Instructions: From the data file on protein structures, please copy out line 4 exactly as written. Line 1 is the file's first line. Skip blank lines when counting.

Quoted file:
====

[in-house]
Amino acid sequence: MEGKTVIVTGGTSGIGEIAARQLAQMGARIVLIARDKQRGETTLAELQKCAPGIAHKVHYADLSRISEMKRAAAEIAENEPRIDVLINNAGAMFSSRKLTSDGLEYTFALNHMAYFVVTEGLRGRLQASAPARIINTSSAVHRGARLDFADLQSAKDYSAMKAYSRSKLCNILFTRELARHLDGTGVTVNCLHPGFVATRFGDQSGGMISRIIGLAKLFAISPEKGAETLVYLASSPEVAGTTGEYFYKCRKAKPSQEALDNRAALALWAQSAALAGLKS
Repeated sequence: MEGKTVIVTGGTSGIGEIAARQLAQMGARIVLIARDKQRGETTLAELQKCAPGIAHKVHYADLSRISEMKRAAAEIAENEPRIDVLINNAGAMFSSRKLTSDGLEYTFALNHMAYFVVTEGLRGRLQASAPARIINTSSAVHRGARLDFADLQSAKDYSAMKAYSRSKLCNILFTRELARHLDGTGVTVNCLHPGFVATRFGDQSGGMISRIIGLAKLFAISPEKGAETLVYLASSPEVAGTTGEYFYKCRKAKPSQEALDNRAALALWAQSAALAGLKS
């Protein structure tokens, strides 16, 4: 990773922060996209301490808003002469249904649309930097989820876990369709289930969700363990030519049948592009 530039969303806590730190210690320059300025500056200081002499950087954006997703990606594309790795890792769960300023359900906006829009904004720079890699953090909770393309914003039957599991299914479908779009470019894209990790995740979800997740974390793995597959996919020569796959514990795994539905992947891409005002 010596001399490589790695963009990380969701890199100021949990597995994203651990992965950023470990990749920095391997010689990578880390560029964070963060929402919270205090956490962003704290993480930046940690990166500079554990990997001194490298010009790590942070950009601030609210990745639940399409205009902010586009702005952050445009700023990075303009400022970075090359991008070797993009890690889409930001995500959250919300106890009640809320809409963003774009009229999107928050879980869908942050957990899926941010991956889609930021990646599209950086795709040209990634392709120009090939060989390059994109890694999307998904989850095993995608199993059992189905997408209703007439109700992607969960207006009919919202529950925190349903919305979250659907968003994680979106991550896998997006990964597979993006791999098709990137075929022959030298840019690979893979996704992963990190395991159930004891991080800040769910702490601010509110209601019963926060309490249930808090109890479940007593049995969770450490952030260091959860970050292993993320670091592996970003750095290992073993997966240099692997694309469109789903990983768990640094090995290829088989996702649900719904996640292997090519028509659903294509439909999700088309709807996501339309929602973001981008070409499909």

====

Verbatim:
């Protein structure tokens, strides 16, 4: 990773922060996209301490808003002469249904649309930097989820876990369709289930969700363990030519049948592009 530039969303806590730190210690320059300025500056200081002499950087954006997703990606594309790795890792769960300023359900906006829009904004720079890699953090909770393309914003039957599991299914479908779009470019894209990790995740979800997740974390793995597959996919020569796959514990795994539905992947891409005002 010596001399490589790695963009990380969701890199100021949990597995994203651990992965950023470990990749920095391997010689990578880390560029964070963060929402919270205090956490962003704290993480930046940690990166500079554990990997001194490298010009790590942070950009601030609210990745639940399409205009902010586009702005952050445009700023990075303009400022970075090359991008070797993009890690889409930001995500959250919300106890009640809320809409963003774009009229999107928050879980869908942050957990899926941010991956889609930021990646599209950086795709040209990634392709120009090939060989390059994109890694999307998904989850095993995608199993059992189905997408209703007439109700992607969960207006009919919202529950925190349903919305979250659907968003994680979106991550896998997006990964597979993006791999098709990137075929022959030298840019690979893979996704992963990190395991159930004891991080800040769910702490601010509110209601019963926060309490249930808090109890479940007593049995969770450490952030260091959860970050292993993320670091592996970003750095290992073993997966240099692997694309469109789903990983768990640094090995290829088989996702649900719904996640292997090519028509659903294509439909999700088309709807996501339309929602973001981008070409499909």